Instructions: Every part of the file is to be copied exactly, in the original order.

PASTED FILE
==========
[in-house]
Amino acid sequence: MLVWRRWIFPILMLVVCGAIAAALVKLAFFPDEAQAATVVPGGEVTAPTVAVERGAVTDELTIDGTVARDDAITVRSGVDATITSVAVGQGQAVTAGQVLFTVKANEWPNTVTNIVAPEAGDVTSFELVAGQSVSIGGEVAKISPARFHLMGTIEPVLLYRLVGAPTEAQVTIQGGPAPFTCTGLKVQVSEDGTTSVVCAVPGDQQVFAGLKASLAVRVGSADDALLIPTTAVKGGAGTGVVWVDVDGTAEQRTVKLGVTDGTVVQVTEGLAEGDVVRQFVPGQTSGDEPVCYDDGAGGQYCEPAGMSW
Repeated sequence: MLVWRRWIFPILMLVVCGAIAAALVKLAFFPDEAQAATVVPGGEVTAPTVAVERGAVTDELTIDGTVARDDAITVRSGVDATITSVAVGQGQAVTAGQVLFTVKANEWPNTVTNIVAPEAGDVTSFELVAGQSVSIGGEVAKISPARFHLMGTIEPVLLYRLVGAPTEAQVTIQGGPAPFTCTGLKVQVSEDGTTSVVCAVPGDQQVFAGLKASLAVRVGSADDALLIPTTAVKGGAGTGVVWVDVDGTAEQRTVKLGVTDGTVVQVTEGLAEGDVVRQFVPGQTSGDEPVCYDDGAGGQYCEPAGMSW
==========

[in-house]
Amino acid sequence: MLVWRRWIFPILMLVVCGAIAAALVKLAFFPDEAQAATVVPGGEVTAPTVAVERGAVTDELTIDGTVARDDAITVRSGVDATITSVAVGQGQAVTAGQVLFTVKANEWPNTVTNIVAPEAGDVTSFELVAGQSVSIGGEVAKISPARFHLMGTIEPVLLYRLVGAPTEAQVTIQGGPAPFTCTGLKVQVSEDGTTSVVCAVPGDQQVFAGLKASLAVRVGSADDALLIPTTAVKGGAGTGVVWVDVDGTAEQRTVKLGVTDGTVVQVTEGLAEGDVVRQFVPGQTSGDEPVCYDDGAGGQYCEPAGMSW
Repeated sequence: MLVWRRWIFPILMLVVCGAIAAALVKLAFFPDEAQAATVVPGGEVTAPTVAVERGAVTDELTIDGTVARDDAITVRSGVDATITSVAVGQGQAVTAGQVLFTVKANEWPNTVTNIVAPEAGDVTSFELVAGQSVSIGGEVAKISPARFHLMGTIEPVLLYRLVGAPTEAQVTIQGGPAPFTCTGLKVQVSEDGTTSVVCAVPGDQQVFAGLKASLAVRVGSADDALLIPTTAVKGGAGTGVVWVDVDGTAEQRTVKLGVTDGTVVQVTEGLAEGDVVRQFVPGQTSGDEPVCYDDGAGGQYCEPAGMSW